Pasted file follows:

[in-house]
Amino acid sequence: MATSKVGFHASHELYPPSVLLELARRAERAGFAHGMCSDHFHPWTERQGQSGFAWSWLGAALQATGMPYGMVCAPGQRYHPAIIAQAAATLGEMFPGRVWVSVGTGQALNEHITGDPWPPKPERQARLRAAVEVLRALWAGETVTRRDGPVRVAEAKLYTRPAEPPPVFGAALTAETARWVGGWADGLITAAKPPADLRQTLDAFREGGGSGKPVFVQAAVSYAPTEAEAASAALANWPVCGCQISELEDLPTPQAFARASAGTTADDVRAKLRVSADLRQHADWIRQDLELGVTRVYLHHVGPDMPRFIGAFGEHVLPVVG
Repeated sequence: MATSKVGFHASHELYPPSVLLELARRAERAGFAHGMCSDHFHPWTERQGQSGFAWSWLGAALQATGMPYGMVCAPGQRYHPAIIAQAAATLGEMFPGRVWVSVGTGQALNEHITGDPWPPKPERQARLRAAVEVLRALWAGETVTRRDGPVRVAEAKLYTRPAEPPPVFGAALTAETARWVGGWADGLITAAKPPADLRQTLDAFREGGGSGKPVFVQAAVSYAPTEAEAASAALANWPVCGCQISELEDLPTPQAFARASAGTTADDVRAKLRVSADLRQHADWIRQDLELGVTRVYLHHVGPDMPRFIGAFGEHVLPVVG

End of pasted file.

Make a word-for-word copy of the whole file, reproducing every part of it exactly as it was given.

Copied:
[in-house]
Amino acid sequence: MATSKVGFHASHELYPPSVLLELARRAERAGFAHGMCSDHFHPWTERQGQSGFAWSWLGAALQATGMPYGMVCAPGQRYHPAIIAQAAATLGEMFPGRVWVSVGTGQALNEHITGDPWPPKPERQARLRAAVEVLRALWAGETVTRRDGPVRVAEAKLYTRPAEPPPVFGAALTAETARWVGGWADGLITAAKPPADLRQTLDAFREGGGSGKPVFVQAAVSYAPTEAEAASAALANWPVCGCQISELEDLPTPQAFARASAGTTADDVRAKLRVSADLRQHADWIRQDLELGVTRVYLHHVGPDMPRFIGAFGEHVLPVVG
Repeated sequence: MATSKVGFHASHELYPPSVLLELARRAERAGFAHGMCSDHFHPWTERQGQSGFAWSWLGAALQATGMPYGMVCAPGQRYHPAIIAQAAATLGEMFPGRVWVSVGTGQALNEHITGDPWPPKPERQARLRAAVEVLRALWAGETVTRRDGPVRVAEAKLYTRPAEPPPVFGAALTAETARWVGGWADGLITAAKPPADLRQTLDAFREGGGSGKPVFVQAAVSYAPTEAEAASAALANWPVCGCQISELEDLPTPQAFARASAGTTADDVRAKLRVSADLRQHADWIRQDLELGVTRVYLHHVGPDMPRFIGAFGEHVLPVVG